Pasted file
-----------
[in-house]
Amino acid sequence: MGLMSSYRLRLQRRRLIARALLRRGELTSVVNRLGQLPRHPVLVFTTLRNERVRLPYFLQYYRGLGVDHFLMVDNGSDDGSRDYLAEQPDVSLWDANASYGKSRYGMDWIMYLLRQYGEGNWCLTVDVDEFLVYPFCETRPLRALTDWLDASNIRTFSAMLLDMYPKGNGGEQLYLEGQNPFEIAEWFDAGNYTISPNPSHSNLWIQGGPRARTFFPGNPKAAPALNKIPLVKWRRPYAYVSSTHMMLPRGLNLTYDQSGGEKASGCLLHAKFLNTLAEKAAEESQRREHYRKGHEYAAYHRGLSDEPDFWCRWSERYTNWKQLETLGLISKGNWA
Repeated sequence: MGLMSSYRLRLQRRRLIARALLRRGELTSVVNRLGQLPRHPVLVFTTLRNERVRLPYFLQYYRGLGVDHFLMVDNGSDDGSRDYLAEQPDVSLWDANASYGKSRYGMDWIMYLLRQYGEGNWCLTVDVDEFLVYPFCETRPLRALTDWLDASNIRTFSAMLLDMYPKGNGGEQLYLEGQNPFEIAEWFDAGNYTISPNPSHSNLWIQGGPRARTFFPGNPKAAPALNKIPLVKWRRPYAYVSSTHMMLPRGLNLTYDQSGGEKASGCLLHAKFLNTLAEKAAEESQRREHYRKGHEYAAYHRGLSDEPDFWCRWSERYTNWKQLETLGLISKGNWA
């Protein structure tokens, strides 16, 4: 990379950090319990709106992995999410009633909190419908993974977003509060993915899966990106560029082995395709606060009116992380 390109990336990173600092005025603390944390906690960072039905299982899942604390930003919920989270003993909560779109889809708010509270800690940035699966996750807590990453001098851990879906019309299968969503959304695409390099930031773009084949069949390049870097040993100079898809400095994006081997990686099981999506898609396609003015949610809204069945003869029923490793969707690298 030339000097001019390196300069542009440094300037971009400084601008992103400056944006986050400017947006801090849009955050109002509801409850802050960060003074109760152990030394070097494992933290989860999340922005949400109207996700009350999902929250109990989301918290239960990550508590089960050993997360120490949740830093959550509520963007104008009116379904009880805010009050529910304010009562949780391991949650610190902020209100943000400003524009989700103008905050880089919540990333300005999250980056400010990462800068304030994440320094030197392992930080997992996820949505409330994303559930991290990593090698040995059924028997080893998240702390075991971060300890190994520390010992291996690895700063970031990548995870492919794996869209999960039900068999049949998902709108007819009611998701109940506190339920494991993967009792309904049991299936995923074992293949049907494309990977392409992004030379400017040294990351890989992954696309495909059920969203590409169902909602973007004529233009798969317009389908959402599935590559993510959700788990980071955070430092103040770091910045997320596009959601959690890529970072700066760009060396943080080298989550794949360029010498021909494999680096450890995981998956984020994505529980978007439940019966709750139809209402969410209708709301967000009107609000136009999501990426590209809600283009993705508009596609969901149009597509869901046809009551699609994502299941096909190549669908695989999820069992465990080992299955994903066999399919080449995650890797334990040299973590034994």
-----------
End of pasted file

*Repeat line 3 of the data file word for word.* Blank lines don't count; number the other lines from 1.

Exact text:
Repeated sequence: MGLMSSYRLRLQRRRLIARALLRRGELTSVVNRLGQLPRHPVLVFTTLRNERVRLPYFLQYYRGLGVDHFLMVDNGSDDGSRDYLAEQPDVSLWDANASYGKSRYGMDWIMYLLRQYGEGNWCLTVDVDEFLVYPFCETRPLRALTDWLDASNIRTFSAMLLDMYPKGNGGEQLYLEGQNPFEIAEWFDAGNYTISPNPSHSNLWIQGGPRARTFFPGNPKAAPALNKIPLVKWRRPYAYVSSTHMMLPRGLNLTYDQSGGEKASGCLLHAKFLNTLAEKAAEESQRREHYRKGHEYAAYHRGLSDEPDFWCRWSERYTNWKQLETLGLISKGNWA